I know Faulk has been trapped in an igloo but note the secondary assist on the Teuvo Teravainen goal above. Only a matter of time before Faulk start producing regularly.


With Rickard Rakell out the past couple of games with a lower-body injury it’s been Nick Ritchie’s chance on the top line with Corey Perry and Ryan Getzlaf. Those two haven’t been great shakes so it was a bit of a surprise that Ritchie scored last night. Perry scored as well so perhaps we are seeing the tide turn for the big boys.

The line that is really clicking is the Ryan Kesler, Jakob Silfverberg, Andrew Cogliano trio, which combined for two goals and six points last night. Cogliano doesn’t have much relevance but Kesler might be the multi-category MVP and Jakob Silfverberg is finally putting together a meaningful fantasy season.

Obviously Kesler won’t continue to score on 18.5% of his shots but his usage is tremendous, skating on this great secondary line and on the Ducks’ lethal top PP unit. He’s on pace for 70 points, which I have a tough time seeing him hit, but 60 could definitely happen.

Silfverberg, meanwhile, is seeing the most power play time since his rookie season. He’s only a second unit guy but it’s still meaningful that he’s getting 1:50 per game after averaging just 51 seconds and 35 seconds per game in the two previous seasons respectively. He only has two PPP thus far but his career high is four so it’s safe to say he’ll blow that out of the water. If he even gets to 40 points it’ll be a career year but he’s on pace for 58. I think he can get 50, if he gets the right bounces.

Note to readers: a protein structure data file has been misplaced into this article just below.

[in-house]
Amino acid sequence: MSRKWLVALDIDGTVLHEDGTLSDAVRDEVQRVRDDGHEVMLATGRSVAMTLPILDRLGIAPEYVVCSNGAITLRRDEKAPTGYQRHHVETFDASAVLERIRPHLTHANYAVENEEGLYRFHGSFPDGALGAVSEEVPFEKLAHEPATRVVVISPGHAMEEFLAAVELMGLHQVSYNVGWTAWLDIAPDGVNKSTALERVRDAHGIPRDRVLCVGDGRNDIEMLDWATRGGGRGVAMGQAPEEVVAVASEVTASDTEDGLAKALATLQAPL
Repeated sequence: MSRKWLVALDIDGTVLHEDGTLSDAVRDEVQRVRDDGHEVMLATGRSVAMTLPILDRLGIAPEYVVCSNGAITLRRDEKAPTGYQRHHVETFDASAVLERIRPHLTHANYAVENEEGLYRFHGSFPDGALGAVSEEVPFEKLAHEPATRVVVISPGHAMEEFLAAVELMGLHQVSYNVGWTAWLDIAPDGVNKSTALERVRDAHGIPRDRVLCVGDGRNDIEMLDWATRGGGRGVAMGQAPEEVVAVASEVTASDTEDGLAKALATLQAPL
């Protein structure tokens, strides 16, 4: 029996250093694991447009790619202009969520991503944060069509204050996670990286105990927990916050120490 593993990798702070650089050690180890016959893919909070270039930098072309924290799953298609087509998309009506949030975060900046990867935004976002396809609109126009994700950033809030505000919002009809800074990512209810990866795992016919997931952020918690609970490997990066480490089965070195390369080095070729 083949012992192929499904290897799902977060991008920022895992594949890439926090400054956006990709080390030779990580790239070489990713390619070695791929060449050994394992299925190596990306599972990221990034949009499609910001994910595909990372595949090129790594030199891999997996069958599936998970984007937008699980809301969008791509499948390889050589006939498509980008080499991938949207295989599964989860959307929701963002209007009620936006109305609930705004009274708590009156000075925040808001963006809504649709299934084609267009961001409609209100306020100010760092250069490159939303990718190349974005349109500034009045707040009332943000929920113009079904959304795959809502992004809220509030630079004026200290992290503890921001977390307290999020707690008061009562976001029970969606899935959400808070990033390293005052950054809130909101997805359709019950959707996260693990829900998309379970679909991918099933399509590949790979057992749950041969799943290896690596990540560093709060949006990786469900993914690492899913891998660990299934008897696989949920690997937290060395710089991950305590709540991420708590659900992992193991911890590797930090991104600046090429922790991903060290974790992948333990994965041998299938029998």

With the Penguins getting healthy, they sent down Derrick Pouliot and Jake Guentzel yesterday. Interesting to contrast these two as I know some are ready to paint Pouliot a bust, while fawning over Guentzel as a late bloomer. They are both 22 years old, with solid scoring numbers at the AHL level. But because Pouliot was a high draft pick who has been on our radar for four years now and hasn’t done much in the 57 games of NHL action he has played, we assume he’s a dud. That may prove true but I would suggest that we need more time to find out for sure.

Looking back on Pouliot’s draft year (2012), the two best fantasy defensemen were taken in round three with Colton Parayko and Shayne Gostisbehere. You can certainly make an argument for the best “real life” defenseman coming out of the lottery section with Morgan Rielly, Hampus Lindholm and Jacob Trouba all top-10 picks but for my fantasy roster, I want the third-round guys. Take from that what you will but, to me, this is further evidence that full on fantasy rebuilds are unnecessary.


 Thanks for reading! Follow me on Twitter @SteveLaidlaw.